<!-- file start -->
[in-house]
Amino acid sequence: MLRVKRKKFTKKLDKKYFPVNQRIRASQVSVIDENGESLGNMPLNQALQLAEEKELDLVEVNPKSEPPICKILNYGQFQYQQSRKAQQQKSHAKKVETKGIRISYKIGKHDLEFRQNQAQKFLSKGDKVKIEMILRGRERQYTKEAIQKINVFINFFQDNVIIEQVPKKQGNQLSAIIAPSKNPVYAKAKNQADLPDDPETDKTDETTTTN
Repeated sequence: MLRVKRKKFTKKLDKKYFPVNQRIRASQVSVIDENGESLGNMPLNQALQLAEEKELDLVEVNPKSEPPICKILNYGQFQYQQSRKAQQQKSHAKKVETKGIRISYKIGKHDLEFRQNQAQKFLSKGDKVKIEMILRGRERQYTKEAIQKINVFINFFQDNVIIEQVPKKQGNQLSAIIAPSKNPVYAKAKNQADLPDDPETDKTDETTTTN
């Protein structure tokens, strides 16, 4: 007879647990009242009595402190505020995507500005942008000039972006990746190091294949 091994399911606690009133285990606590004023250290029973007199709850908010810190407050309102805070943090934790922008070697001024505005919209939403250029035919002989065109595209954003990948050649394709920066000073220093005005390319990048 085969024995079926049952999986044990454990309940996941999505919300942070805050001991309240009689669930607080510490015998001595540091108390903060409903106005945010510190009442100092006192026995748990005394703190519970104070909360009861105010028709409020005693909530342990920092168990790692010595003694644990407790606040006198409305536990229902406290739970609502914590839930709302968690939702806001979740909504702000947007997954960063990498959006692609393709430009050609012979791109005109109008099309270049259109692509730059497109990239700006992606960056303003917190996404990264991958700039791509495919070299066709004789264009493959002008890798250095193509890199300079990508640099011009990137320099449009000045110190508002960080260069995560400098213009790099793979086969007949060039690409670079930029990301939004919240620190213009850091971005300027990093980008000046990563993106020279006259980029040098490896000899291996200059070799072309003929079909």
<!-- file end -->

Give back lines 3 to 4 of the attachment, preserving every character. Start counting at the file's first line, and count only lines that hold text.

Repeated sequence: MLRVKRKKFTKKLDKKYFPVNQRIRASQVSVIDENGESLGNMPLNQALQLAEEKELDLVEVNPKSEPPICKILNYGQFQYQQSRKAQQQKSHAKKVETKGIRISYKIGKHDLEFRQNQAQKFLSKGDKVKIEMILRGRERQYTKEAIQKINVFINFFQDNVIIEQVPKKQGNQLSAIIAPSKNPVYAKAKNQADLPDDPETDKTDETTTTN
């Protein structure tokens, strides 16, 4: 007879647990009242009595402190505020995507500005942008000039972006990746190091294949 091994399911606690009133285990606590004023250290029973007199709850908010810190407050309102805070943090934790922008070697001024505005919209939403250029035919002989065109595209954003990948050649394709920066000073220093005005390319990048 085969024995079926049952999986044990454990309940996941999505919300942070805050001991309240009689669930607080510490015998001595540091108390903060409903106005945010510190009442100092006192026995748990005394703190519970104070909360009861105010028709409020005693909530342990920092168990790692010595003694644990407790606040006198409305536990229902406290739970609502914590839930709302968690939702806001979740909504702000947007997954960063990498959006692609393709430009050609012979791109005109109008099309270049259109692509730059497109990239700006992606960056303003917190996404990264991958700039791509495919070299066709004789264009493959002008890798250095193509890199300079990508640099011009990137320099449009000045110190508002960080260069995560400098213009790099793979086969007949060039690409670079930029990301939004919240620190213009850091971005300027990093980008000046990563993106020279006259980029040098490896000899291996200059070799072309003929079909």